Living in an Airstream Van

We’ve had a fair amount of curiosity about how things are going with van living. Like really going. Not the fluffy report on how awesome our van is, but what its really been like to go from a spacious Airstream trailer to a tight quartered Airstream van.  Since we’ve been at it for a while, I thought I’d put out a report.

But first, the required backstory for our unacquainted readers: Doug, Redd and I went full time fall of 2015. We planned for over a year and carefully chose a 2010 Airstream International 27fb trailer as our house towed by a high roof Nissan NV. A year later, we changed to a van. Why? Read this: http://www.epicdetour.com/why-we-sold-our-airstream/

I think the van life community would argue we aren’t true van dwellers. We live in a newer luxury van converted by Airstream for pete’s sake. So this post isn’t about what its like to live in a DIY late model VW van conversion (don’t misread me- there are amazing livable DIY vans out there).  Its about the change from a fully functional trailer to a like-equipped van, what’s better and what’s worse.

Do we feel cramped? Only when we are both moving around at the same time. We can’t pass each other in the galley without some serious bodily contact, which is sometimes fun and sometimes really annoying. We’ve become good at staying out of each other’s way. One of us takes the dog for a walk while the other gets the bed ready at night, or when cooking or cleaning, or making coffee, or whatever. Otherwise, it feels almost spacious at times.

Where do we hang out? Our front seats swivel around to function as lounge chairs, and they are really plush and comfy.  We can also lay or sit on one of the twin beds. Or, more often, we are outside or bumming around whatever town we are in. 🙂

Does the wet bath suck? Kind of. Its small and a bit of a challenge to shower in. But, the handheld shower nozzle is great, and once you get the hang of showering sitting down with your head forward, its pretty breezy. And, hot water….you are clean afterwards…. what more do you need? Beats some of the nasty campground showers we have seen.

How is cooking/meal prep in a tiny van? One of the main reasons we chose this van is the kitchen layout. We have a surprising amount of counter space and drawer storage which makes cooking easy. We have 6cuft of refrigerator/freezer. We do miss having an oven and don’t use our microwave much. We grill more than we used to.

Are we really more mobile than we were with the trailer? We are! This is our favorite aspect of van life. We don’t have to plan nearly as much, we can usually park on the street somewhere in a pinch and nobody bothers us, and we don’t worry about our routes. We don’t have to satellite image parking lots, we don’t worry much about wrong turns. We unhook our toad when we need to be even more mobile. It rocks!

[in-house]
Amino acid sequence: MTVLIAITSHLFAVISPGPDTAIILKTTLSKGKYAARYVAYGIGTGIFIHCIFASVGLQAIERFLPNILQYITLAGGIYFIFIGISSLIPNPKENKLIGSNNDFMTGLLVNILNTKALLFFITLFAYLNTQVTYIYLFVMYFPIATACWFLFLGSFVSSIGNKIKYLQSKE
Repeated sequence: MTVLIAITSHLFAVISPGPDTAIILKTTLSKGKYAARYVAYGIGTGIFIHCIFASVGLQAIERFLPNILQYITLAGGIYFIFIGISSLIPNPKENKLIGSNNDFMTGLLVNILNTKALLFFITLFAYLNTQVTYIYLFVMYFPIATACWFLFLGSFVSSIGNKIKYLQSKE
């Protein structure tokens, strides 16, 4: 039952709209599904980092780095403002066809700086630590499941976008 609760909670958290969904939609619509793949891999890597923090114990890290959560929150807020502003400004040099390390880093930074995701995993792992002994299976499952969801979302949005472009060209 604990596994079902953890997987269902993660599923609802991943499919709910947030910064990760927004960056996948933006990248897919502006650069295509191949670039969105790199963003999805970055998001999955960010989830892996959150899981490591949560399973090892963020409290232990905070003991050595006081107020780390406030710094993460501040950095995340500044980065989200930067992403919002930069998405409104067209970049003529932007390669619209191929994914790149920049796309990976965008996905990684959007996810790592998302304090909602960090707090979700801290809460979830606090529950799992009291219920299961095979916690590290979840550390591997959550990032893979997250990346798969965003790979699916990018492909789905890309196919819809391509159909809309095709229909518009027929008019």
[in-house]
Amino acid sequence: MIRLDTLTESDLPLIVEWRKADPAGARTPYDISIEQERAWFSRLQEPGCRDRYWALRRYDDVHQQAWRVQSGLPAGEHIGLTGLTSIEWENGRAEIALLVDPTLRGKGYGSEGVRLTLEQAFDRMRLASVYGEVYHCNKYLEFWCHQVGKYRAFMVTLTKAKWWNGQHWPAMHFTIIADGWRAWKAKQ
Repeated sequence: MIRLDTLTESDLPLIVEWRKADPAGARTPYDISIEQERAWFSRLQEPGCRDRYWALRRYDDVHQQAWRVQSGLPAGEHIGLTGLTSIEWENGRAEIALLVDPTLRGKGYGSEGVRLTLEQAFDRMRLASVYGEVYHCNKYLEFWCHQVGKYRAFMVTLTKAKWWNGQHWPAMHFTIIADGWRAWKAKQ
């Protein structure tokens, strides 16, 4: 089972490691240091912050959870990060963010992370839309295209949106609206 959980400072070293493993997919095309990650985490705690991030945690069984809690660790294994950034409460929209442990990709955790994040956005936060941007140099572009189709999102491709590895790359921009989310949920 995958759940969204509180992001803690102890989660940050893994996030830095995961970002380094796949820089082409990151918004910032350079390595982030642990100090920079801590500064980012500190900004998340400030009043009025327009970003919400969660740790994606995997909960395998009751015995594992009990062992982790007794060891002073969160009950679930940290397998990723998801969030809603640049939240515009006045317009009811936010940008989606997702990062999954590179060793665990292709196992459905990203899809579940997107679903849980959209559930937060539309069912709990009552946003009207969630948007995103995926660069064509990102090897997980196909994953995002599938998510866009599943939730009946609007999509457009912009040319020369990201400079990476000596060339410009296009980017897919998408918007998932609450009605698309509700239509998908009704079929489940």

Do we miss our Airstream trailer? Of course, we loved that thing. We think we will have another Airstream trailer in the future. But for now, our van is allowing us to live the travel life that we covet, and it works well for us.

Do we really need to tow a big SUV?  We do, only because we still travel with 5 bicycles, a paddle board, and all our fly fishing gear, as well as tools and bulky gear. We have a back up 26 gallon water tank inside, and plan to add a roof-top water containment system for outside showers. Plus we love having a daily driver that has 4 wheel drive. Its simple and takes about 3 minutes to hook up and unhook.

What’s our favorite feature of the van? Aside from  the above, we love the screen doors. We leave the sliding and rear doors open all the time without getting eaten alive by mosquitos. The interior stays cool for the most part. And for some reason Redd respects the barriers and hasn’t busted through one yet.

What do we dislike about our van? Probably our number 1 beef has been power consumption by the refrigerator. Due to ventilation issues, most vans use only AC/DC powered units which means you drag 3-6 amps of power per hour from your batteries around the clock. We just upgraded and moved our batteries which has greatly extended our time off grid, and we have 300 watts of solar to recharge. We just went 10 days without plugging in but had cloud-free days the entire time. We also have a generator for back up power but my god its loud. We miss having a propane refrigerator.

Going Full-Time? Why You Shouldn’t Obsess Over Planning

 

Doug casually inquired about our travel plans yesterday. Something like, Hey E, what’s the plan?,  referring to our upcoming re-launch for full-time travel in our new van. Which is coming soon. Like in one week.

I shrugged and my mind went elsewhere. Which is an enormous departure from when we hit the road full time last September.

I began planning every tiny detail for our launch a full year before we launched. It was necessary- selling your home and all your belongings, quitting your job, getting your rig set up and livable takes some serious thought and preparation. I had it all worked out, down to our route for the year and the very campgrounds we would stay in, where we would boondock, all associated nearby towns, mountain bike trails, restaurants, etc. I literally had information in a tabbed file folder, divided by state (ummm, nerd).

What really happened was this: we hit the road and experienced FREEDOM. I use all caps because its so monumental you’re knocked senseless. Going straight from the daily grind to an endless open road is difficult to describe. You will only know what I’m speaking of if you do it (and btw, you should).